BRUSSELS (Reuters) – Facebook boss Mark Zuckerberg arrived to meet European Union lawmakers on Tuesday ready to apologise for a massive data leak, in his latest attempt to draw a line under a scandal that has rocked the world’s biggest social media network.
Zuckerberg agreed to meet leaders of the European Parliament to answer questions about how political consultancy Cambridge Analytica improperly got hold of the personal data of 87 million Facebook users, including up to 2.7 million in the EU.
According to pre-released remarks, Zuckerberg will say it has become clear “over the last couple of years that we haven’t done enough to prevent the tools we’ve built from being used for harm as well.”
“Whether it’s fake news, foreign interference in elections or developers misusing people’s information, we didn’t take a broad enough view of our responsibilities. That was a mistake, and I’m sorry.”
His comments echo an apology last month to U.S. lawmakers, but questions remain over how Facebook let the leak happen and whether it is doing enough to prevent a recurrence.
Zuckerberg’s appearance in Brussels comes three days before tough new EU rules on data protection take effect. Companies will be subject to fines of up to 4 percent of global turnover for breaching them.
Zuckerberg will stress Facebook’s commitment to Europe, where it expects to employ 10,000 people by the end of the year.
“I believe deeply in what we’re doing. And when we address these challenges, I know we’ll look back and view helping people connect and giving more people a voice as a positive force here in Europe and around the world,” he will say.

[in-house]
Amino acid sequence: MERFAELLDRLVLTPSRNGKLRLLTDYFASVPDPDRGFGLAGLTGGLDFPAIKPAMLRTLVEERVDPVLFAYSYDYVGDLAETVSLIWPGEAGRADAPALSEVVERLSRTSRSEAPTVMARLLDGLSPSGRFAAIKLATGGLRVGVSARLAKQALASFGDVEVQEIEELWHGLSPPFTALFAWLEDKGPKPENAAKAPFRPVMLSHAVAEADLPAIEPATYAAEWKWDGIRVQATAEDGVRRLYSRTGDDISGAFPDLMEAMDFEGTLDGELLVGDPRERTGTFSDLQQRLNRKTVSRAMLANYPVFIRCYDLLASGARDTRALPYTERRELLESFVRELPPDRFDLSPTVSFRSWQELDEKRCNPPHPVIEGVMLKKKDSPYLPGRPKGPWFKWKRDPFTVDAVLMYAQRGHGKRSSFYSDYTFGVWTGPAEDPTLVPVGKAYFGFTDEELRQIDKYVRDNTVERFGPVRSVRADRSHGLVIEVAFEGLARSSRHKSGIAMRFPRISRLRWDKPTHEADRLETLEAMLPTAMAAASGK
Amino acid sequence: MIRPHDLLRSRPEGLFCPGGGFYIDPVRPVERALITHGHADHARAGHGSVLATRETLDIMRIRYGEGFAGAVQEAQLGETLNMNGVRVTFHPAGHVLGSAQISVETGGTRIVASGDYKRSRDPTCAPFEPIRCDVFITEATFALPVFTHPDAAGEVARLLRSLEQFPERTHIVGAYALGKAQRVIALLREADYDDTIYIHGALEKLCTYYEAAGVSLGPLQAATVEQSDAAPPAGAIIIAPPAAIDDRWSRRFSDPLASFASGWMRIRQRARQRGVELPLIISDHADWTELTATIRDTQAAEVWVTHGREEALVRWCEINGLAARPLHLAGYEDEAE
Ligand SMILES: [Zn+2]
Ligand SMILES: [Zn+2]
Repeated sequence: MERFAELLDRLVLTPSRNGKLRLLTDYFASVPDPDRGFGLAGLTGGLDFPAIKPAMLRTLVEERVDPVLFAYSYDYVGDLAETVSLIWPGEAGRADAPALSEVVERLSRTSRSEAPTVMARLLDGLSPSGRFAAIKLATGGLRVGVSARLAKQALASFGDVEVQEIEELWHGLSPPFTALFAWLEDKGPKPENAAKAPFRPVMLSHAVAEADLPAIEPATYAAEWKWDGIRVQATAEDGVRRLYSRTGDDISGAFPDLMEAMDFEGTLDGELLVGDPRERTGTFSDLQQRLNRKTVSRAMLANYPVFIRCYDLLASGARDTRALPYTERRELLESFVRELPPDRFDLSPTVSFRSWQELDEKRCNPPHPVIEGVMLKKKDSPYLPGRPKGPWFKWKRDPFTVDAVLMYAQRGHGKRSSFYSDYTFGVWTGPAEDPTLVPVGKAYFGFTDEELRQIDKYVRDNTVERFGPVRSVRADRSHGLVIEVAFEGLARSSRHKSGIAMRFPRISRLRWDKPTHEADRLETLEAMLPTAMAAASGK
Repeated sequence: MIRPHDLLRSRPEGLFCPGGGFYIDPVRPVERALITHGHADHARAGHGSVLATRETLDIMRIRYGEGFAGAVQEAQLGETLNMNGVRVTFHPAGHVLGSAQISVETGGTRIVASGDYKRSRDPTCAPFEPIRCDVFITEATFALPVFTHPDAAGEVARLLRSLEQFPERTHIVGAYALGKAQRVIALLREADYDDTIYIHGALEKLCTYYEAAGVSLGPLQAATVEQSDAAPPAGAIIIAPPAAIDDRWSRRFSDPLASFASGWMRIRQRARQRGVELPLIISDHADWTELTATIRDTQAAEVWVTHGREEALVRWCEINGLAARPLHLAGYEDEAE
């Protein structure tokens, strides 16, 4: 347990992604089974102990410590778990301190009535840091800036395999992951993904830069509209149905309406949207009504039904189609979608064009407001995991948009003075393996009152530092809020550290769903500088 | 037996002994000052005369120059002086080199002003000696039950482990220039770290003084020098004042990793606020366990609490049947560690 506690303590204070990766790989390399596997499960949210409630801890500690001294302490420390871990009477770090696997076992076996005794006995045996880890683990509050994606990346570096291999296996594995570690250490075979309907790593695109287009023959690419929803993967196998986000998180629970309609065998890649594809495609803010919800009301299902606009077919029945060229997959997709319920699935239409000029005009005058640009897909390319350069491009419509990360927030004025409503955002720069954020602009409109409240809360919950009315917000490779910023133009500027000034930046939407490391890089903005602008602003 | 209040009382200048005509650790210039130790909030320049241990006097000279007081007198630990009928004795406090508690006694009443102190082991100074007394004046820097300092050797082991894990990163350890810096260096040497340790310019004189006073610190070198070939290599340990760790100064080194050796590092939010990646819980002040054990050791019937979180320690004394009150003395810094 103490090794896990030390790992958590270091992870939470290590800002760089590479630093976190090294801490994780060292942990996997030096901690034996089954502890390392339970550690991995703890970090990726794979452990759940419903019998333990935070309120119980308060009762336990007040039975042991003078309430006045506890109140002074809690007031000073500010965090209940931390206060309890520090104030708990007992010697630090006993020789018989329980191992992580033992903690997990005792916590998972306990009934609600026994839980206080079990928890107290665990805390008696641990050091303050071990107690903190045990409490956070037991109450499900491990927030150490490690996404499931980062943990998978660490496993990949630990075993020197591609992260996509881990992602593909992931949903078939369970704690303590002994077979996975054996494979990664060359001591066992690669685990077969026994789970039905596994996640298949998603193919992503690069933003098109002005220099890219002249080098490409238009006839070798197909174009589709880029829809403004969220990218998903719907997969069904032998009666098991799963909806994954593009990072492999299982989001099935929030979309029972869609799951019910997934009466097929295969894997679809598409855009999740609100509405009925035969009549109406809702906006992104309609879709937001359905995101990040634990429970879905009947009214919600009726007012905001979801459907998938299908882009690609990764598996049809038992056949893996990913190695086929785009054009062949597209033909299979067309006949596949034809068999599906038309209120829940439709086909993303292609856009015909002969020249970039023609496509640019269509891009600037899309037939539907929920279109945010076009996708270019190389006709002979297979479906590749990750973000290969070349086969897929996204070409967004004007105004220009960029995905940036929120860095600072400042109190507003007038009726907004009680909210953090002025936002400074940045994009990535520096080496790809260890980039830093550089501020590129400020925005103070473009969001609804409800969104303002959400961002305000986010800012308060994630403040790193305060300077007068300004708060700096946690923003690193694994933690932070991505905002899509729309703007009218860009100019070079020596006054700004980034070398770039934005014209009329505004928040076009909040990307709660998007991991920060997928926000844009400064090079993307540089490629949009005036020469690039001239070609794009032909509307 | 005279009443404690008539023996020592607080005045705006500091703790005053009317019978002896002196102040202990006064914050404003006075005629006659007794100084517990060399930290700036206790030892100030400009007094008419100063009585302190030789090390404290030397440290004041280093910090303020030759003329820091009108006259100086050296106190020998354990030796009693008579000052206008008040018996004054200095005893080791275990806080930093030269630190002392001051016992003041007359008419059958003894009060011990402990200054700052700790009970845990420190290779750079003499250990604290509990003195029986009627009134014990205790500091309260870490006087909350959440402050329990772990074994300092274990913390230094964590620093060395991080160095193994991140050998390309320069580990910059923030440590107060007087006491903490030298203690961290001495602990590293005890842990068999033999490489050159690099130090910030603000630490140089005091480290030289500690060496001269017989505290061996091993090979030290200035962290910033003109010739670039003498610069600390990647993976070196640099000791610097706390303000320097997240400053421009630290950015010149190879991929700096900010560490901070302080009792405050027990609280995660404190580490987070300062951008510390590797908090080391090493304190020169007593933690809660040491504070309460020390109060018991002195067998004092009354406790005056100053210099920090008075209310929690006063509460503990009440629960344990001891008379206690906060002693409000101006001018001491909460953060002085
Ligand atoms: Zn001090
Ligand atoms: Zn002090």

Since the Cambridge Analytica scandal, Facebook has suspended 200 apps from its platforms as it investigates third-party apps that have access to large quantities of user data.
Cambridge Analytica and its British parent, SCL Elections Ltd, have declared bankruptcy and closed down.
But some European officials want a tougher line on big technology firms. Tommaso Valletti, chief economist at the European Commission’s competition unit, said earlier on Tuesday Facebook and other technology giants could face more regulatory scrutiny because of their market power.
Facebook’s compliance with the new EU data rules will be closely watched, as will its efforts to tackle the spread of fake news ahead of European Parliamentary elections next year.
After plunging when the data leak scandal broke in March, Facebook shares have recovered, helped by stronger-than-expected quarterly results.
Zuckerberg will go on to meet French President Emmanuel Macron on Wednesday but has so far declined to appear in front of British lawmakers.
To view a graphic on Facebook shares this year, click: reut.rs/2LlgS0Y
Reporting by Julia Fioretti, Editing by Larry King and Mark Potter
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